The leader of the state Assembly is unveiling an ambitious affordable housing proposal, one that could pump more than $600 million a year into development at the local level.
Assembly Speaker Toni Atkins (D-San Diego) was joined Wednesday afternoon by a wide range of prominent Democrats in Los Angeles, including state Treasurer John Chiang and Los Angeles Mayor Eric Garcetti, to announce her plan. At its center: A proposal to institute a new transfer fee on real estate transactions, one Atkins' staff characterizes as small; and expanding legislation proposed by Assemblyman David Chiu (D-San Francisco) to increase the tax credit that real estate developers can claim when they build affordable housing.
"The bottom line is that every Californian deserves a stable, safe place to live," Atkins said.
As we reported this morning, local officials have been scrambling to plug the $1 billion annual hole left by Gov. Jerry Brown's dissolution of redevelopment agencies four years ago.
They aren't new ideas. In 2013, former Bay Area state Sen. Mark DeSaulnier, now a member of Congress, first floated the idea of a $75 transfer tax to fund affordable housing. SB391 died in the Assembly, but early estimates projected it could raise $300 million to $700 million a year at the $75 rate. Many business groups backed the proposal.
Assemblyman Chiu proposed a $40 million tax credit for affordable housing development in December. Atkins' package, which Chiu supports, would expand the size of that tax credit program to $300 million a year.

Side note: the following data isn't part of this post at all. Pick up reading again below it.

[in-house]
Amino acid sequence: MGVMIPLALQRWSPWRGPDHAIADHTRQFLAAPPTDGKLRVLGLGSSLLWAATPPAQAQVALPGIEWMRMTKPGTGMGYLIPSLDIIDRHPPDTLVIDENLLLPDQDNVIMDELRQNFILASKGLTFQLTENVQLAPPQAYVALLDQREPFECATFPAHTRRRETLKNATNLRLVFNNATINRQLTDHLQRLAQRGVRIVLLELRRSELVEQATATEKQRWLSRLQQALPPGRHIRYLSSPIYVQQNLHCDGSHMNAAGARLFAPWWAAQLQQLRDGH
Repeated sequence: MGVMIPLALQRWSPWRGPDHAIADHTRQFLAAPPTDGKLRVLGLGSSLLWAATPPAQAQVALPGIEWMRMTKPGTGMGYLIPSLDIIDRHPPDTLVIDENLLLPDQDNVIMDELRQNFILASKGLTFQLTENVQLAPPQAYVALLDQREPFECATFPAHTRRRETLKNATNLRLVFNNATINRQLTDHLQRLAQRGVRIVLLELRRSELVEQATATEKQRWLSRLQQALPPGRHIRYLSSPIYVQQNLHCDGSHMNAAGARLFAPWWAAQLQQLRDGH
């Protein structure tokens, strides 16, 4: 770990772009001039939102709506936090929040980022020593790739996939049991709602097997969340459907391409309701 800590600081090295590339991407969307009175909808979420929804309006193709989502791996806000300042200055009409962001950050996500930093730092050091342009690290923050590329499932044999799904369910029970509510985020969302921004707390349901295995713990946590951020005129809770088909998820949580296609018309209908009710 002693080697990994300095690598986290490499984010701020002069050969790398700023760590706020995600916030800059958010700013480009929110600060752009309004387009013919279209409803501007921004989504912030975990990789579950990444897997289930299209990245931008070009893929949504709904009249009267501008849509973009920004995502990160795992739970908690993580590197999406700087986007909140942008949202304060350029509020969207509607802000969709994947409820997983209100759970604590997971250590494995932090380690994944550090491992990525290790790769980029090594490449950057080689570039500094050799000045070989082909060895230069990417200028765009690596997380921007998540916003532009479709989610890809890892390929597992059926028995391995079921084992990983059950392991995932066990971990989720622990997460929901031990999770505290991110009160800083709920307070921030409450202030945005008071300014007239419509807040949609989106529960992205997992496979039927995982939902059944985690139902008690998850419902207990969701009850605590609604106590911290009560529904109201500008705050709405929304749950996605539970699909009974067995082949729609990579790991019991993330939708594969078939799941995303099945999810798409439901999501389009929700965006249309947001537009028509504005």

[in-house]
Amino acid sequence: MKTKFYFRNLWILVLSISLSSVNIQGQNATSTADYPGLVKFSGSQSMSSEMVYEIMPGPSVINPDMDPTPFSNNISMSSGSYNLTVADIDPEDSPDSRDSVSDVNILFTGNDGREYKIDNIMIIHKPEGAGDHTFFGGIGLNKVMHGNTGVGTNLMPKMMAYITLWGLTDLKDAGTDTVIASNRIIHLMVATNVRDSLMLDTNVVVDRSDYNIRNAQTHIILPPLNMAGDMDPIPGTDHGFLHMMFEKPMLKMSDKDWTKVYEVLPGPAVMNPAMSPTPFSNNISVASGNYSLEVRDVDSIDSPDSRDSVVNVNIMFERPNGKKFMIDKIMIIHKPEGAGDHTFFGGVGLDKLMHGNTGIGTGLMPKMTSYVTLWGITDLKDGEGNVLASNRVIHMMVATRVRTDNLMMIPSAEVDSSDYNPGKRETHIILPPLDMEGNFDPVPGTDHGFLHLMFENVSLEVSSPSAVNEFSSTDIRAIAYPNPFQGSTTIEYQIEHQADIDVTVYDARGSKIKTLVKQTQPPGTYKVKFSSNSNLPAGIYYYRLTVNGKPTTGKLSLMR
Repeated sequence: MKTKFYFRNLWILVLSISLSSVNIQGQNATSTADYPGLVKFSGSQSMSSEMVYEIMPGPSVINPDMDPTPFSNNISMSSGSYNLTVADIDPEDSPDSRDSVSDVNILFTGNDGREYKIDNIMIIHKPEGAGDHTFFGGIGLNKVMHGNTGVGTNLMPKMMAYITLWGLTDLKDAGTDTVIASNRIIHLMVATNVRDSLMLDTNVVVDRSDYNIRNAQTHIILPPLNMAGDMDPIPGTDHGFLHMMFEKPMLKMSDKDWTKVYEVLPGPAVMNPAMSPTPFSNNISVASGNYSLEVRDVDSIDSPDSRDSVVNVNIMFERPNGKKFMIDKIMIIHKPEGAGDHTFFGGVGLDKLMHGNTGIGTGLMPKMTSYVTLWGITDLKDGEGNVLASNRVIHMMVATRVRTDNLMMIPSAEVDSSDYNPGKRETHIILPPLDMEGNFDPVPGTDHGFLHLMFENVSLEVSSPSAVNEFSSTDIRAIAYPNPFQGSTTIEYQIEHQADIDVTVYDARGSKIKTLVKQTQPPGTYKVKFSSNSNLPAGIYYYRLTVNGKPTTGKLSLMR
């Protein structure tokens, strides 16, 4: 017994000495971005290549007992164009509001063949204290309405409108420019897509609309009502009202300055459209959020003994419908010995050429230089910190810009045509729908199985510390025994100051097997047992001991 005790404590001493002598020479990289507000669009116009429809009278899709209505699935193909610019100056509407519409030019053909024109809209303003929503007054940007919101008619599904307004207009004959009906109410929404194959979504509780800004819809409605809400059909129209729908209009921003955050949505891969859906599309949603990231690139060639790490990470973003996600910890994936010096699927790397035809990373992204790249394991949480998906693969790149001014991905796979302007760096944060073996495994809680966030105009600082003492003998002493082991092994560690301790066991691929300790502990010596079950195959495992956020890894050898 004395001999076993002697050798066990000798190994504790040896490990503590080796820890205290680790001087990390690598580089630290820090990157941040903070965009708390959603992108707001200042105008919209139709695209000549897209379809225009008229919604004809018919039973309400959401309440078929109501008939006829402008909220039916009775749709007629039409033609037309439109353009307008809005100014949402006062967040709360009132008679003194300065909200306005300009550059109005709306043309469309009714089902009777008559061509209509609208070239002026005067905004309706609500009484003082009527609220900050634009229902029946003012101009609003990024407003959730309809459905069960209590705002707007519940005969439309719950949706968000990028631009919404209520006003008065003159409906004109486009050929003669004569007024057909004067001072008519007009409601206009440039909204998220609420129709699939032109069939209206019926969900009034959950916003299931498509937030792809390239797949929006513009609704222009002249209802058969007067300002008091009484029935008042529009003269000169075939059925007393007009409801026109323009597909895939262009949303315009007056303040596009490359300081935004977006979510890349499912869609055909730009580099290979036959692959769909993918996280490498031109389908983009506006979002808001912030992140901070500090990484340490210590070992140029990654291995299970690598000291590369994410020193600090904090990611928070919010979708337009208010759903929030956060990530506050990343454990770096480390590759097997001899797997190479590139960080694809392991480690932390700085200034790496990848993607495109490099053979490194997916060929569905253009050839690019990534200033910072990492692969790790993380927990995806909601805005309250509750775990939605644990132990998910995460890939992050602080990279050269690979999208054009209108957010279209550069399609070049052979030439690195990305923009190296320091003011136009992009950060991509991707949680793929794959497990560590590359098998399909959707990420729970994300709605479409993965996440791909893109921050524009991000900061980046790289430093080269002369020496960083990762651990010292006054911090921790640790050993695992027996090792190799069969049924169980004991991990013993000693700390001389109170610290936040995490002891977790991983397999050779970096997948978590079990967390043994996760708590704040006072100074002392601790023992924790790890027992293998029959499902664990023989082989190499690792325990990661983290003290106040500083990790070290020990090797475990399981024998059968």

She argued that the proposals make economic sense, saying that on average, counties spend $2,900 a month on medical care and criminal justice resources on each homeless Californian. Kids who live in unstable homes also have higher rates of depression, behavioral problems and issues at school, she said.
"Increasing affordable housing is good for the economy and it's good for the budget," Atkins said. "It makes sense across the board as a way to boost the economy, shore up infrastructure as a source of middle-class jobs and as a way to lift Californians out of poverty."
She's also proposing using some of the cash expected to be generated by prison savings through Proposition 47 -- the law approved by voters last fall to shift some petty crimes from felonies to misdemeanors -- to subsidize housing for formerly incarcerated citizens.
Chiu, who has seen San Francisco be hit hard by rising housing prices, said the proposals could "help families stay in the communities they have called home for decades"
“Having a roof over your head should not be a luxury,” he said, adding that the funding plan "will build more affordable housing, create jobs all over the state, and .... help us fix California’s future.”